big data: why you shouldn’t be afraid of the big, bad data

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big data and recognition

Big data. System integration. Data science.

Everyone’s talking about it these new HR buzzwords, but few organizations have found a way to really leverage the information they have. Most HR leaders are reporting and trying to integrate large amounts of data, without really knowing what they are looking for in the end. It’s easy to see why you’d leverage big data to understand customers (buying patterns and shopping habits to target ads), but why do you REALLY need all this data about your employees? 

3 big reasons why you want to get into big data:

1)     Identifying top performers in your organization (and who isn’t cutting it)

2)     Retention – who might you be at risk of losing? Can you catch them before they leave?

3)     What actually makes employees perform better? Be more productive, innovative, efficient, etc.

An important piece of data that many companies forget to integrate into their HRIS systems is recognition activity. Why should you care about who gets a thank you? Because your company’s recognition data—whether it’s tracked and reported by a third party or internally by you—can help you predict the three things mentioned above. Here’s how:

1)     Top performers are recognized more often, for various achievements, from various people and departments. Great managers also recognize their people often, so if there’s a segment of your leaders who aren’t recognizing or your employees who aren’t being recognized, find out why.

In addition to helping you identify these top performers, recognition can also help coach, mentor, and evaluate your employees. Imagine being able to know exactly what your employees are succeeding at or doing well in, without having to interview everyone they work with. The easiest way to get that information is to look at what they are being recognized for—whether it’s specific accomplishments, projects, or skills.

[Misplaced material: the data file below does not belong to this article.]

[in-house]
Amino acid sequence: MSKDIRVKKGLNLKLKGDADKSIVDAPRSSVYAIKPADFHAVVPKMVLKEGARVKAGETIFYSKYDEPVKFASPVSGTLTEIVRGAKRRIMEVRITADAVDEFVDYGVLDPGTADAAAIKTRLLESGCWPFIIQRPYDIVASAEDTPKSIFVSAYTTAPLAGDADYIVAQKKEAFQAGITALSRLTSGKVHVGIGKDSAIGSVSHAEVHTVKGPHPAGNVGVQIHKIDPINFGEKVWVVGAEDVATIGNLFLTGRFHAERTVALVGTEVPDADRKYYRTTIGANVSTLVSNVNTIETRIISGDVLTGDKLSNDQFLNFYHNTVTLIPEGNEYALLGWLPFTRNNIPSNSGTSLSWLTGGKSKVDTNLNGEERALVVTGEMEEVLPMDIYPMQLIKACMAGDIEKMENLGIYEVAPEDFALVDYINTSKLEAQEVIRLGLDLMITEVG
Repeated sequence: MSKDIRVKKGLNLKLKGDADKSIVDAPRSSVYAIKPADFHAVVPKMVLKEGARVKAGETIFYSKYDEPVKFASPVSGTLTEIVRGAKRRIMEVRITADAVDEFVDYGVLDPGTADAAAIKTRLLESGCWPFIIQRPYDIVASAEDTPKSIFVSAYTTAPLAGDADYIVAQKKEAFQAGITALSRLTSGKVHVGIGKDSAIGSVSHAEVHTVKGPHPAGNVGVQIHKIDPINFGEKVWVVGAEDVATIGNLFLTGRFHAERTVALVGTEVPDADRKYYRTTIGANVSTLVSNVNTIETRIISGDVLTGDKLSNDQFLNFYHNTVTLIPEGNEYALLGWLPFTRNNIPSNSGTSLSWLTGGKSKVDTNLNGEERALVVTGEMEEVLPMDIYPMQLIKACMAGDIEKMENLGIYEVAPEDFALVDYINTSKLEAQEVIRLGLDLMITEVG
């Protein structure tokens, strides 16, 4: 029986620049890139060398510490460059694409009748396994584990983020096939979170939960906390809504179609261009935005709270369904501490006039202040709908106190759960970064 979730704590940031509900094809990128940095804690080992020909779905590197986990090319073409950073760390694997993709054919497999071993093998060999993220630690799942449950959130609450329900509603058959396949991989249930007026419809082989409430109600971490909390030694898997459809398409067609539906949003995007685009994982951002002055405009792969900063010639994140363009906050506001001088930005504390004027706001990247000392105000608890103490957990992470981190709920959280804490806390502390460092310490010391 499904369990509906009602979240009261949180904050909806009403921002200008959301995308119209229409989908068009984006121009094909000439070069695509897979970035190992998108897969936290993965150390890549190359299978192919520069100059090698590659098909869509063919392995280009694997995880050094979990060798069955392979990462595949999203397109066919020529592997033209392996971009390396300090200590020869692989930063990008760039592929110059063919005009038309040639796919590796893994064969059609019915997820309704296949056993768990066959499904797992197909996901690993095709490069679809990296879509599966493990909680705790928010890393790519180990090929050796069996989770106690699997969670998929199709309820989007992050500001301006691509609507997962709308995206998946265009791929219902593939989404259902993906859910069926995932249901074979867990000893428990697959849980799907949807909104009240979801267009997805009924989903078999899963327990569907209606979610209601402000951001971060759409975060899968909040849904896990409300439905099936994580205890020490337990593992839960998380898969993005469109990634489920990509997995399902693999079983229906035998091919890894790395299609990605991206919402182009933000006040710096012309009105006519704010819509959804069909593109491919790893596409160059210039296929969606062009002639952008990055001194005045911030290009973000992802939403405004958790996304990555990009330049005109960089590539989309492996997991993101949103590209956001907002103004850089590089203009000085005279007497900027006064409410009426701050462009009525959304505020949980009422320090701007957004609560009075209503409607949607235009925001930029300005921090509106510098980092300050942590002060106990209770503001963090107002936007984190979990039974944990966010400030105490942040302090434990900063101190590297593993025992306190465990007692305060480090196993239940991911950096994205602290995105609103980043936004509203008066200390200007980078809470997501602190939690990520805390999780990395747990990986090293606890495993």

2)     Employees who are doing great work and are recognized often are less likely to leave the company. An employee who has been recognized frequently in the past and all of a sudden drops off the radar might be a red flag – so pay attention.

3)     You spend money on your employees, through compensation, perks, benefits, and rewards and recognition. How do you determine the ROI of your efforts? By integrating this data with your employee performance data, you can better understand what, and how much, influences your employees to do great work. Are your high potentials and top performers contributing more because of their 3% raise increase? Or because they are receiving appreciation from their teams and leaders?

So don’t be afraid of the big, bad, data. Think about what you want to know, incorporate the most relevant and valuable pieces

By christina chau
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